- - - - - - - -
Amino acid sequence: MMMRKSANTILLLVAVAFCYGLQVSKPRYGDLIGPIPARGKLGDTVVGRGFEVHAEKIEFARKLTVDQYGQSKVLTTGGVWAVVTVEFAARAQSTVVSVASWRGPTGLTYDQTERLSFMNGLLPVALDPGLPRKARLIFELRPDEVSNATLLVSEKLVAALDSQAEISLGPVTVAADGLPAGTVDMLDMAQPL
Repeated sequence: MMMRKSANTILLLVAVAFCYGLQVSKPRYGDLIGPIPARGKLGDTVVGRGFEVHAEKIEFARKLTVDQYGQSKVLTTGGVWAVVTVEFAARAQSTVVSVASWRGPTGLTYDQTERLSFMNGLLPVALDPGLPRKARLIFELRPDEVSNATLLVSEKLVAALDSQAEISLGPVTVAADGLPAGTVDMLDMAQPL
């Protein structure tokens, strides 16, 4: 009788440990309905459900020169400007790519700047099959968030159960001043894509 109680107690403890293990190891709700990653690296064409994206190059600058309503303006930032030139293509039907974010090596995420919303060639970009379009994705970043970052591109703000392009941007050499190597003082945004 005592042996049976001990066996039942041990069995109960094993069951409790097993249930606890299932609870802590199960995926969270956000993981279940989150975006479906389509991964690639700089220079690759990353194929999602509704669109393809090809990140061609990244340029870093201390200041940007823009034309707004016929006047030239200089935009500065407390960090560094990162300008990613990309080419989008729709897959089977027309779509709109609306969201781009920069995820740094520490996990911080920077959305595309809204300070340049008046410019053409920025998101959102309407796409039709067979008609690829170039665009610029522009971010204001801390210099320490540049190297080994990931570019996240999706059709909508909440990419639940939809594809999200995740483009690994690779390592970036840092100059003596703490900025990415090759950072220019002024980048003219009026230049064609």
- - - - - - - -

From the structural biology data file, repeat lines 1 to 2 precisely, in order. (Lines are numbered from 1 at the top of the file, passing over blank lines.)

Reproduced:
Amino acid sequence: MMMRKSANTILLLVAVAFCYGLQVSKPRYGDLIGPIPARGKLGDTVVGRGFEVHAEKIEFARKLTVDQYGQSKVLTTGGVWAVVTVEFAARAQSTVVSVASWRGPTGLTYDQTERLSFMNGLLPVALDPGLPRKARLIFELRPDEVSNATLLVSEKLVAALDSQAEISLGPVTVAADGLPAGTVDMLDMAQPL
Repeated sequence: MMMRKSANTILLLVAVAFCYGLQVSKPRYGDLIGPIPARGKLGDTVVGRGFEVHAEKIEFARKLTVDQYGQSKVLTTGGVWAVVTVEFAARAQSTVVSVASWRGPTGLTYDQTERLSFMNGLLPVALDPGLPRKARLIFELRPDEVSNATLLVSEKLVAALDSQAEISLGPVTVAADGLPAGTVDMLDMAQPL